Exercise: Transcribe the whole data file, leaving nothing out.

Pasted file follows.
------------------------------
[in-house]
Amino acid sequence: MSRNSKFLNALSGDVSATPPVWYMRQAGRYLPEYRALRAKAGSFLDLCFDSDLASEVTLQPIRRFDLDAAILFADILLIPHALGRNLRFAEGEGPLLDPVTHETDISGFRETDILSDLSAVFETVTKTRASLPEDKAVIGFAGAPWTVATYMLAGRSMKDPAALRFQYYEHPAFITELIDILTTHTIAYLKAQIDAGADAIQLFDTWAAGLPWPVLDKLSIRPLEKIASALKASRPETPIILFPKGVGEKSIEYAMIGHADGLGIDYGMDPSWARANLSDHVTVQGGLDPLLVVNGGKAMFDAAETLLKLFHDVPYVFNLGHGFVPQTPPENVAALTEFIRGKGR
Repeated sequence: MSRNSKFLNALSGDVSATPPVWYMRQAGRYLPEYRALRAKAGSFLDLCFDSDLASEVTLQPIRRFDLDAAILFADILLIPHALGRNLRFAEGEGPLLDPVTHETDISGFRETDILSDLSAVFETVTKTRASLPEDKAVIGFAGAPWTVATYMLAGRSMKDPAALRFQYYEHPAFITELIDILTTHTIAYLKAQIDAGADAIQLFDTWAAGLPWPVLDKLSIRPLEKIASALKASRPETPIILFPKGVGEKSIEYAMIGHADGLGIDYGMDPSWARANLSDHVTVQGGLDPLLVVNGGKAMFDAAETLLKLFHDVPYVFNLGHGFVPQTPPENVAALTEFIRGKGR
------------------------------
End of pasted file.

[in-house]
Amino acid sequence: MSRNSKFLNALSGDVSATPPVWYMRQAGRYLPEYRALRAKAGSFLDLCFDSDLASEVTLQPIRRFDLDAAILFADILLIPHALGRNLRFAEGEGPLLDPVTHETDISGFRETDILSDLSAVFETVTKTRASLPEDKAVIGFAGAPWTVATYMLAGRSMKDPAALRFQYYEHPAFITELIDILTTHTIAYLKAQIDAGADAIQLFDTWAAGLPWPVLDKLSIRPLEKIASALKASRPETPIILFPKGVGEKSIEYAMIGHADGLGIDYGMDPSWARANLSDHVTVQGGLDPLLVVNGGKAMFDAAETLLKLFHDVPYVFNLGHGFVPQTPPENVAALTEFIRGKGR
Repeated sequence: MSRNSKFLNALSGDVSATPPVWYMRQAGRYLPEYRALRAKAGSFLDLCFDSDLASEVTLQPIRRFDLDAAILFADILLIPHALGRNLRFAEGEGPLLDPVTHETDISGFRETDILSDLSAVFETVTKTRASLPEDKAVIGFAGAPWTVATYMLAGRSMKDPAALRFQYYEHPAFITELIDILTTHTIAYLKAQIDAGADAIQLFDTWAAGLPWPVLDKLSIRPLEKIASALKASRPETPIILFPKGVGEKSIEYAMIGHADGLGIDYGMDPSWARANLSDHVTVQGGLDPLLVVNGGKAMFDAAETLLKLFHDVPYVFNLGHGFVPQTPPENVAALTEFIRGKGR